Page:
Starring: Anton Yelchin, Kat Dennings, Robert Downey Jr.
Director: Jon Poll
Running Time: 97 mins
Charlie Bartlett is an American film about a rebellious teenager from a rich family who joins a new school, and, in order to get people speaking to him, he sets up shop as the school’s unofficial student psychiatrist.
‘Inspiring’ teen movies are hard to do. So often, these sorts of films that try to go for an uplifting message by using a rebellious, more mature teenage main character walk a thin line between a genuinely effective movie and one that’s just sappy. Unfortunately, Charlie Bartlett falls victim to the latter. Despite a couple of interesting moments and a decent performance by Robert Downey Jr., this was a really irritating film that only worsened by presenting a supposedly inspiring story.
But before I talk about all those issues, I just want to mention that there are some good moments in this film. For one, in the final act, when the drama takes over from the comedy, it gets slightly interesting. I wasn’t rooting for the main character, which we’ll get into in a second, but there were a few moments where I was impressed by the drama.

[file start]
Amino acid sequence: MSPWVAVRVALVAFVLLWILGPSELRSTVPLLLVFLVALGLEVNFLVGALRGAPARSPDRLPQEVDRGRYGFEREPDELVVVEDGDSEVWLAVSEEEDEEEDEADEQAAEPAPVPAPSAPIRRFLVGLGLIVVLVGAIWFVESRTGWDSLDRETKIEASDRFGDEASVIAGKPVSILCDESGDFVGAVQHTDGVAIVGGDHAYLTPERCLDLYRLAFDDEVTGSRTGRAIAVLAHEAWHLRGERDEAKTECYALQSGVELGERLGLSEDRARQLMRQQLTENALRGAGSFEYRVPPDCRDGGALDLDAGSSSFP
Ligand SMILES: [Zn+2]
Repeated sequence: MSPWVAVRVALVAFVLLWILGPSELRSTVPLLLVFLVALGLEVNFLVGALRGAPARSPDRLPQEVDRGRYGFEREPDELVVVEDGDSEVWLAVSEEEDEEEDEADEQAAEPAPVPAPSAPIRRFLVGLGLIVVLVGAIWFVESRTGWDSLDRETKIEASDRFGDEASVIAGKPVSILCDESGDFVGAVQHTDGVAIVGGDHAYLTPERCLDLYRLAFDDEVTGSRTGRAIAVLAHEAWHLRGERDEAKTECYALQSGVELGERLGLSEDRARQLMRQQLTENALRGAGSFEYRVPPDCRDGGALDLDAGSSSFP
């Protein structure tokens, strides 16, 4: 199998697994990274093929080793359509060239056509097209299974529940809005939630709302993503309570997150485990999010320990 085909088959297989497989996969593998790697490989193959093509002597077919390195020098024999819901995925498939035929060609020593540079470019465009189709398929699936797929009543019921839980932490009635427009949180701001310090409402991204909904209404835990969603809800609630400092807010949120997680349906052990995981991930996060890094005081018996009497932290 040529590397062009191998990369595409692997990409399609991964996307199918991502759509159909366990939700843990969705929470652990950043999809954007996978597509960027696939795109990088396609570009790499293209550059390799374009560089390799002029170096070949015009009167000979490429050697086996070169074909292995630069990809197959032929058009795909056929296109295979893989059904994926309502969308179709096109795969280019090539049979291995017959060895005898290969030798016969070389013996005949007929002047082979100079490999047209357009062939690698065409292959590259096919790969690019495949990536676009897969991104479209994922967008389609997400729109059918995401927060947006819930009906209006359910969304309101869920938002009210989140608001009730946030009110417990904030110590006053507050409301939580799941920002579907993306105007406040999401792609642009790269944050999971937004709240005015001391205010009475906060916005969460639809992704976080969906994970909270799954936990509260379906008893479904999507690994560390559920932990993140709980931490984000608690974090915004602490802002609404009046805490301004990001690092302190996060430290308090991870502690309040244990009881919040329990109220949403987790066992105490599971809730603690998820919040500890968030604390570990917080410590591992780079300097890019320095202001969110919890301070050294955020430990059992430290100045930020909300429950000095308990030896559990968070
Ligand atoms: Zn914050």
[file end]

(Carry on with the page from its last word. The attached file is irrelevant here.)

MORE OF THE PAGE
Also, Robert Downey Jr.’s performance as the school headmaster here is pretty good too. He manages to impress with a good dramatic and comedic range across the film, and, despite being the opposer to Charlie Bartlett for most of the film, he makes his character understandable and far more interesting than anyone else.
Apart from that, however, there’s not too much about this film to really enjoy. The biggest issue by far is in the main character of Charlie Bartlett. I’m not knocking Anton Yelchin’s performance, but Bartlett doesn’t come across as the likeable and intelligent rebel that the film so badly wants him to be.
He goes around doing all of these supposedly clever and cool things to make friends and to share a message about being independent, but he always comes across as an arrogant, precocious and superbly annoying teenager, which meant it was impossible for me to support him when he faced opposition from those who wanted to suppress his free spirit.
Also, the comedy here is pretty average. Yes, it’s one of those comedy-drama films where the drama and message (a painfully cheesy one, might I add) is the main focus, however you should still expect a few decent laughs going into this. But in the end, there are very few. Arguably hampered by the fact that it is so annoying, there’s little to laugh at here, along with little to really interest you, so, despite a few good points, I wasn’t a fan of Charlie Bartlett, and that’s why it gets a 6.3 from me.